[Keep in mind, as always, these posts are my personal expression and are in no way endorsed by my wonderful employer.]
I have recently become a big fan of web analytics services, and, being a data junkie, I have been semi-obsessively tracking how folks get to my blog. According to data from MeasureMap, over the last three months, 8.6% of you who landed somewhere upon the pages of blog came to me by way of a search engine (versus by following a link, directly inputting the address, or clicking through on a feed reader). Where it gets interesting though, is when we behold the actual terms for which users were searching when they clicked through to my blog.
For instance, these are the 20 most frequent searches from Google.com that landed on my blog (in order of frequency):
Chris Sacca google
chris sacca blog
christopher sacca google
"chris sacca" google
google chris sacca
christopher sacca blog
chris sacca what is left
"christopher sacca" google
No need to apply any real science here. These all make sense to me. People searching for my name or the name of my blog should be pointed to my blog, right? I have also written about my brother Brian Sacca, so it's fair to send searchers for his name to me. I posted an extended entry a month ago about the band Devotchka, and it's been linked to a bit, so I am fine with a few searches for them landing on my piece.
All told, by my very back-of-the-envelope approach, these would all appear to be quality search results. As in, the users who were searching for each of those terms and ended up on my blog would likely rate their search experience worthwhile. (This is certainly not to imply that they would enjoy the content once they got here.)
Yet, when we consider the 20 most frequent terms that led Yahoo.com searchers to my blog, things become a little less clear:
chris sacca blog
chris sacca google
So, up to this point, their users are having a fabulous search experience. But, going forward it looks like there is a wrench in the works at Yahoo:
compilation of persuasive writing
matisyahu live at stubb's free download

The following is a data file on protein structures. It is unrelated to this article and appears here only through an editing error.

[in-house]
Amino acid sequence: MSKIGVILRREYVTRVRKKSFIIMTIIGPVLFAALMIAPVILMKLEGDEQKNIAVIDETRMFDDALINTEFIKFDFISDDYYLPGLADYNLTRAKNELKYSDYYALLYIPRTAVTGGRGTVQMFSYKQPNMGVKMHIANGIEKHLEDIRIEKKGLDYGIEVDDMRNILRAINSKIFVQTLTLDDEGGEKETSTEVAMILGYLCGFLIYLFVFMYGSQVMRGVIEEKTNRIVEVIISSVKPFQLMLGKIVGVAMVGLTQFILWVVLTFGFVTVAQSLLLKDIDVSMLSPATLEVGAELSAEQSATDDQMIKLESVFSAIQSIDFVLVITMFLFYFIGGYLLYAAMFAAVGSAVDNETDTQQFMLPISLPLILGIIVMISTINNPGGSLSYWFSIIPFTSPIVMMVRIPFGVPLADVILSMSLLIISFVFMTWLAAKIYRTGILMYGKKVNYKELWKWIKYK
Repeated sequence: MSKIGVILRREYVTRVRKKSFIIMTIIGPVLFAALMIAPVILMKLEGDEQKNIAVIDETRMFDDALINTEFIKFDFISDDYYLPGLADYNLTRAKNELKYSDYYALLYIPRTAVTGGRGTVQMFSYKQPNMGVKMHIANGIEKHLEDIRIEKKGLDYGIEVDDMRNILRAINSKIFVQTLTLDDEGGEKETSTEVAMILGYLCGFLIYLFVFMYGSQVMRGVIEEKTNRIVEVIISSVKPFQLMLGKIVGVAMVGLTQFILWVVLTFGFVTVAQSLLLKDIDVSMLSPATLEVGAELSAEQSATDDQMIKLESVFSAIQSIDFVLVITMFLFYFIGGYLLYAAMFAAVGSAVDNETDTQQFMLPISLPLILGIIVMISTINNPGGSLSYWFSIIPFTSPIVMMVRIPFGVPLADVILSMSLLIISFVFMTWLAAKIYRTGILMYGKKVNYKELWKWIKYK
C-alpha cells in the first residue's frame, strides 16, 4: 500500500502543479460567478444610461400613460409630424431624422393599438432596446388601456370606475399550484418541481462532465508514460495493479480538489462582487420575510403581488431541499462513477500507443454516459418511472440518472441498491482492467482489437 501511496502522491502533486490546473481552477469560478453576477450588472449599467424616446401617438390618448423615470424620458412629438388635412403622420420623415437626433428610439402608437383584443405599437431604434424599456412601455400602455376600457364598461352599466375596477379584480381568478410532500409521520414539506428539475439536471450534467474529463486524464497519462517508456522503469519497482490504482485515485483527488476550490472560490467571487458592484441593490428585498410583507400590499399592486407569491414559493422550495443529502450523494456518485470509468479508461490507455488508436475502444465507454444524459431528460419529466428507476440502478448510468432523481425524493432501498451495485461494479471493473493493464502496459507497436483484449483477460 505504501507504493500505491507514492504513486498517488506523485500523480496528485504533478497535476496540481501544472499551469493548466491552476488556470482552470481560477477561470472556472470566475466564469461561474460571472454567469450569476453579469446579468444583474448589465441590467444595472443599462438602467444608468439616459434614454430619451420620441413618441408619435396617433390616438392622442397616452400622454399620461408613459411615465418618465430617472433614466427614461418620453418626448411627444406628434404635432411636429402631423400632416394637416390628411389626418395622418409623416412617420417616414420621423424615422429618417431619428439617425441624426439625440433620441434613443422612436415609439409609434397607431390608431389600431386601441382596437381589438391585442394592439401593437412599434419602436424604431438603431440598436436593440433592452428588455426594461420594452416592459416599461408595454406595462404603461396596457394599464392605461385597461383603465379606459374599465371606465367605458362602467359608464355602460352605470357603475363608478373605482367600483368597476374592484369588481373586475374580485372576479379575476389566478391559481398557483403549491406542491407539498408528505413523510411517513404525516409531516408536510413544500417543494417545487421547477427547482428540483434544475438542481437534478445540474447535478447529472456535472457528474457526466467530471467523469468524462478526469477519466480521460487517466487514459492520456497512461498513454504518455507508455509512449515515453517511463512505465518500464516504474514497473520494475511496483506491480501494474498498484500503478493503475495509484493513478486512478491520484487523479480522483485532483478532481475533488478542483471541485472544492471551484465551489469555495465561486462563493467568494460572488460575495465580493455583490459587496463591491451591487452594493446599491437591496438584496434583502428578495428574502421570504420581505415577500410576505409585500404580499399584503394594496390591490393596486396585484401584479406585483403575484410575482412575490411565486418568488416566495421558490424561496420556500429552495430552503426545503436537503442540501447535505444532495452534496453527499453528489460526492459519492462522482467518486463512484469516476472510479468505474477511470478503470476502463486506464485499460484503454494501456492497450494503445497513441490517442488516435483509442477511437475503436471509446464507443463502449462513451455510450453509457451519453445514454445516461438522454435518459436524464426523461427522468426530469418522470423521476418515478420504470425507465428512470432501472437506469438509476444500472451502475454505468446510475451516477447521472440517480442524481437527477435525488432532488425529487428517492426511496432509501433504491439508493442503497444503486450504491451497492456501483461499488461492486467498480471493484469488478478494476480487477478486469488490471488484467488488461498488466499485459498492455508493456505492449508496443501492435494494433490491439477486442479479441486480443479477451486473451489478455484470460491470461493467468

footnotes on Essay barbara Ehrenreich, "nickel and dimed: On (Not) getting by in america"
bulldozer reggae song
King Without a Crown (-Matisyahu Live at Stubb's) lyrics
every bod hate chris
beastie boys lyrics +they call obesity an epidemic
review of george winston concert
just shoot me astralwerks six feet under
beastie boys hits +obesity epidemic
What is The Pogues best album
Whoa, whoa. What gives? Sure, some of these things are mentioned in passing within these pages. Nickel and Dimed gets a nod in a sidebar that tracks books I read, and the same for Matisyahu on the music list. But 'bulldozer reggae song'? The word 'bulldozer' occurs exactly once in the text and it has nothing to do with reggae. Hmm. What is the rest of this stuff? Once again, there is no science being applied here, and my methodology may prove to be bunk, but my simple read leaves me thinking that most of these searchers left my site without finding that which they originally sought.
Searchers coming to my site from Microsoft's MSN have similarly taken some strange paths to get here:
Okay, let's pause here for a second. Yes, you read correctly. MSN sent more people looking for Tawana Brawley to my blog than people looking for me. Huh? Sure, I mentioned Tawana once in a post two years ago about Al Sharpton. A quick check of the MSN index and it looks like I am thankfully no longer in the results of this search for Ms. Brawley. But, I must have been in the last three months. Hopefully for MSFT, this is a permanent improvement. However, it looks like there is a lot of work left to be done:
how to get him to propose
mc hammer videos
ideas for proposing Proposing to a man
Chris Sacca google
can't touch this MC hammer
Shhhh Vol. 21
inspiring speech topics
funny 'busier than' quotes
can't touch this
Fifth HOPE Speeches Woz
police + powerpoints
moto razr v3 payment plan
Inspiring school powerpoints
Oh, man. These are all over the map. A few are almost arbitrary. While some of these individual words are scattered among the thousands I have written on my blog, it's hard to believe I would be in the results for many of these searches. I have very little advice to offer for people looking to buy RAZRs on a payment plan, and I am fresh out of guidance as to how cops use Powerpoint.
I am in no position to vouch for the statistical significance of my search logs versus others, and I clearly would not consider myself an independent observer of this space. I am nowhere near enough of an engineer to affirm the value of these findings. However, on a comparative basis within these data, the Google results leave me feeling comfortable with my favorite search engine.
I am interested to hear what is in your logs. How do searchers get to your blog? Are my results typical? What can I conclude from this? Anything?